Lord ORR EWING
My Lords, I beg leave to ask the first Question which stands in my name on the Order Paper.
§ The Question was as follows:
§ To ask Her Majesty's Government whether, while the pay policy continues, they will so curtail pension increases in the public sector that increases are no larger than pay increases allowed to those who continue to work.
§ The LORD PRIVY SEAL (Lord Peart)
My Lords, I said on 15th December 1976 that we would have to look very carefully at index-linked pensions. There is nothing that I can usefully add at this stage.
§ Lord ORR-EWING
My Lords, would the noble Lord agree that there does seem to be some unfairness in this, in that those who are continuing to work on behalf of our nation are very strictly limited in the increases that they can get, while others who have, either of their own will or with the encouragement of the Government, retired, can get very substantial increases? At this juncture in our economic position, this does not seem quite just and fair.
§ Lord PEART
My Lords, I cannot agree with the noble Lord. When one compares the situation with what happens in the private sector, there is no unfairness here.
Lord PAGET of NORTHAMPTON
My Lords, would the noble Lord agree that, if we start breaking our contracts with our public servants at a point when they are no longer in a position to resist us, we are starting a very dangerous precedent indeed?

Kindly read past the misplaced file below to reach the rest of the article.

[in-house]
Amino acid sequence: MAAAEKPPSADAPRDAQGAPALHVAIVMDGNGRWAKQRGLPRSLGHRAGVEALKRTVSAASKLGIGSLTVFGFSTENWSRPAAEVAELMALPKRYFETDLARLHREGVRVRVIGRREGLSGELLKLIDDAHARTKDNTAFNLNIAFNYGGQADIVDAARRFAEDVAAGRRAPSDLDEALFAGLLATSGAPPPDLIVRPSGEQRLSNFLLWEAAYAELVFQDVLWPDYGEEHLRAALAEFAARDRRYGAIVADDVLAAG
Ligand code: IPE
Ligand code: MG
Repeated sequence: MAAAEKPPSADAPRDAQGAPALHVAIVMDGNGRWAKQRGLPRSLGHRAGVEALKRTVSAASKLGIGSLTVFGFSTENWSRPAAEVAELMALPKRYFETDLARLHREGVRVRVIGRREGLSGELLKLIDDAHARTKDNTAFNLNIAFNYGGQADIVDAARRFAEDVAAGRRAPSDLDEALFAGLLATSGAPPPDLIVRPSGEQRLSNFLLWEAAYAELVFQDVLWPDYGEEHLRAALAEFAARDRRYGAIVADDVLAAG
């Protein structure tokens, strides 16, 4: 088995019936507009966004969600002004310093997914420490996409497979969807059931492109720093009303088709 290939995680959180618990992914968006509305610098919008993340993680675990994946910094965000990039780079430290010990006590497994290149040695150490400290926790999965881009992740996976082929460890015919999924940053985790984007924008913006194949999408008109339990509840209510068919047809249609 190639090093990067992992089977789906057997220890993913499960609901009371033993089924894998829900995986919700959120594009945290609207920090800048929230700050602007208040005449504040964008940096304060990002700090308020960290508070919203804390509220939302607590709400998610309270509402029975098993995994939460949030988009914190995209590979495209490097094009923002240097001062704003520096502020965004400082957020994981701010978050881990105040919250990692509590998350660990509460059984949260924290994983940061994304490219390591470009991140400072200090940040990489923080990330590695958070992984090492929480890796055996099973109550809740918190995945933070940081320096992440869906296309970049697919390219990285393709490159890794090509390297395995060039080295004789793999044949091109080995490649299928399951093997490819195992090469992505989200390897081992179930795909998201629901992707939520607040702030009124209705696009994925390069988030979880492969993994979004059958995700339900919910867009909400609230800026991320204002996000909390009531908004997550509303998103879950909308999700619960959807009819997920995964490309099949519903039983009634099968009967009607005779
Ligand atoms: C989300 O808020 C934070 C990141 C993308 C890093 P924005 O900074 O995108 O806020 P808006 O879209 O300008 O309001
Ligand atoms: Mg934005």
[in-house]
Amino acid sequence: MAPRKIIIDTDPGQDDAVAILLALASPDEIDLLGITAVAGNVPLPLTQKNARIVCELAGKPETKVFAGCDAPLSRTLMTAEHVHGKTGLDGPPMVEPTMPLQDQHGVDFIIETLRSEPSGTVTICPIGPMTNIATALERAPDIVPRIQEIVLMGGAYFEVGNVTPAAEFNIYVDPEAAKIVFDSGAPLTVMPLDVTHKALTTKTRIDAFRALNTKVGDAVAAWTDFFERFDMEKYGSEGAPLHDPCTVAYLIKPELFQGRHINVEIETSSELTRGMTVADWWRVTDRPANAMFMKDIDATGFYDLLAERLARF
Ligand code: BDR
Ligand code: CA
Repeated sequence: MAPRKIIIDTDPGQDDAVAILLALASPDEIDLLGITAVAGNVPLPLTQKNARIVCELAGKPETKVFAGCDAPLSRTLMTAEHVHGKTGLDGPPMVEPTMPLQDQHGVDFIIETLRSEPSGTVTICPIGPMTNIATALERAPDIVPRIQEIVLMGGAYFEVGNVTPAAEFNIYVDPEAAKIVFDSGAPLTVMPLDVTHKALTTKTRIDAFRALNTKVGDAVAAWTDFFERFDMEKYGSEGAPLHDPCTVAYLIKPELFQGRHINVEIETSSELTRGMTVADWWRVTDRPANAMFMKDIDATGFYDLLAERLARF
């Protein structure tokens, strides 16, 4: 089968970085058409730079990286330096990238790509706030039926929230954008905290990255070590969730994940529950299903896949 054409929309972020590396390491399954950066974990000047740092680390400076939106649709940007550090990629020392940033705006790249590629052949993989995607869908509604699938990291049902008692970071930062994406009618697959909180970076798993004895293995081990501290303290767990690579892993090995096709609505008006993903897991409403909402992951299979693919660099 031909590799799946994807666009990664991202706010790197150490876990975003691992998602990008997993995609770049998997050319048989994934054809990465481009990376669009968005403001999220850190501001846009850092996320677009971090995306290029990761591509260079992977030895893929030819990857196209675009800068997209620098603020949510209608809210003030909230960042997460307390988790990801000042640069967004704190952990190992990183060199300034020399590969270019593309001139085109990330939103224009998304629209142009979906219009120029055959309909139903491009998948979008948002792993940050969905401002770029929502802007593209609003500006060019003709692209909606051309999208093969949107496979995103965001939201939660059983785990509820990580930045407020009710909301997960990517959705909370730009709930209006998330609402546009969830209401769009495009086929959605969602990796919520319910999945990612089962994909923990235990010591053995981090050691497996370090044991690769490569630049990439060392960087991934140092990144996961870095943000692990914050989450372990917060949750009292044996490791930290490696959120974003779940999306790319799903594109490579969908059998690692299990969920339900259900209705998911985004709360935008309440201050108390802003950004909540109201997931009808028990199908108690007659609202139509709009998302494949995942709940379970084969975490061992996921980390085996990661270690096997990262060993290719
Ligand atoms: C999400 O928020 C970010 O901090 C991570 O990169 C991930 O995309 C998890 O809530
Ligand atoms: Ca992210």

§ Lord DAVIES of LEEK
My Lords, is my noble friend aware—especially in view of the kindly supplementary question put by my noble friend below the gangway—that the dynamisation of pensions was done out of fairness to the civil servants by the Heath Government, and it was because the civil servants at that time were so badly treated? I concur completely with the supplementary question which has been put.
§ Lord WIGG
My Lords, would my noble friend not consider that, introducing the principle of justice into the concept implicit in this Question, he could perhaps raise a special fund by charging 100 per cent, on the increase in the value of shares, particularly when they increase as a result of a takeover bid?
§ Lord ORR-EWING
My Lords, in his first Answer the noble Lord said that he had undertaken to consider this matter. I rather gather from his further answers that he has already made up his mind; or is it still under consideration?
Viscount ST. DAVIDS
My Lords, is it not clear that this way of treating pensions was entirely reasonable at a time when inflation was not so great, but this Government had no idea of the sort of mess they were going into and that is why it was allowed to go on?